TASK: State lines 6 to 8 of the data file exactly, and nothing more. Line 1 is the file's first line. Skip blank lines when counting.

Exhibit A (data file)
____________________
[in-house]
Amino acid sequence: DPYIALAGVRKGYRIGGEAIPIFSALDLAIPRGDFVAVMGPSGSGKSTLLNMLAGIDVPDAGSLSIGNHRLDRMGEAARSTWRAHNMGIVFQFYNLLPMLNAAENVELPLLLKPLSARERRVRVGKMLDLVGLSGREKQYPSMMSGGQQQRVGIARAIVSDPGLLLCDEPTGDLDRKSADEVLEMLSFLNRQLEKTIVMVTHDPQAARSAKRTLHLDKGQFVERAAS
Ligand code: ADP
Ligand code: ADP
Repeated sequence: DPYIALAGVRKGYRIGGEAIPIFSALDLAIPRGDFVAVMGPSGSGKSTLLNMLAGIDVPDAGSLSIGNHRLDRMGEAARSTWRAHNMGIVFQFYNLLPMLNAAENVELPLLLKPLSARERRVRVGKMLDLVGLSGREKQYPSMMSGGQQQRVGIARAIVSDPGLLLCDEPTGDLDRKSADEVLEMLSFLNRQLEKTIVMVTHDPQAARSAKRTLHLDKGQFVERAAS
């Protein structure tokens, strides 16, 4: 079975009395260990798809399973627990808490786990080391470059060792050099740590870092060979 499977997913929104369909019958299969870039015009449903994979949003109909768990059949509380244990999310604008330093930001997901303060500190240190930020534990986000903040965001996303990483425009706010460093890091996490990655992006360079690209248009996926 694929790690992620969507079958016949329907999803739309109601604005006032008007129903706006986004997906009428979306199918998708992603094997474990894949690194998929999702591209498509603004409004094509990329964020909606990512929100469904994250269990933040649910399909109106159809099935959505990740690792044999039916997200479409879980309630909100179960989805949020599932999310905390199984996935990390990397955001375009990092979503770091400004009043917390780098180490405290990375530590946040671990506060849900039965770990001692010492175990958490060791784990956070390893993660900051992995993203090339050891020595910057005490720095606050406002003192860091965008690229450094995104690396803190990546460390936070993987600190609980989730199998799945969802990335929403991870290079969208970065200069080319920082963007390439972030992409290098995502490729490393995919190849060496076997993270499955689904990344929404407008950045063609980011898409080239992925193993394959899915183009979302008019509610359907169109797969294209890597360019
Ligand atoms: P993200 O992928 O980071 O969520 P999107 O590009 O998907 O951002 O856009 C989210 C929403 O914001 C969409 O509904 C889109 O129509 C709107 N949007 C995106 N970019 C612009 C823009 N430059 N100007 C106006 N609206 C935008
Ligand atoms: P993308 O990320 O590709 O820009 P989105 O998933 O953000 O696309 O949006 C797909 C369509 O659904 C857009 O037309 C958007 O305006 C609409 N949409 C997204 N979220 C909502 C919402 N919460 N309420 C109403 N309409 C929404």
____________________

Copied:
């Protein structure tokens, strides 16, 4: 079975009395260990798809399973627990808490786990080391470059060792050099740590870092060979 499977997913929104369909019958299969870039015009449903994979949003109909768990059949509380244990999310604008330093930001997901303060500190240190930020534990986000903040965001996303990483425009706010460093890091996490990655992006360079690209248009996926 694929790690992620969507079958016949329907999803739309109601604005006032008007129903706006986004997906009428979306199918998708992603094997474990894949690194998929999702591209498509603004409004094509990329964020909606990512929100469904994250269990933040649910399909109106159809099935959505990740690792044999039916997200479409879980309630909100179960989805949020599932999310905390199984996935990390990397955001375009990092979503770091400004009043917390780098180490405290990375530590946040671990506060849900039965770990001692010492175990958490060791784990956070390893993660900051992995993203090339050891020595910057005490720095606050406002003192860091965008690229450094995104690396803190990546460390936070993987600190609980989730199998799945969802990335929403991870290079969208970065200069080319920082963007390439972030992409290098995502490729490393995919190849060496076997993270499955689904990344929404407008950045063609980011898409080239992925193993394959899915183009979302008019509610359907169109797969294209890597360019
Ligand atoms: P993200 O992928 O980071 O969520 P999107 O590009 O998907 O951002 O856009 C989210 C929403 O914001 C969409 O509904 C889109 O129509 C709107 N949007 C995106 N970019 C612009 C823009 N430059 N100007 C106006 N609206 C935008
Ligand atoms: P993308 O990320 O590709 O820009 P989105 O998933 O953000 O696309 O949006 C797909 C369509 O659904 C857009 O037309 C958007 O305006 C609409 N949409 C997204 N979220 C909502 C919402 N919460 N309420 C109403 N309409 C929404």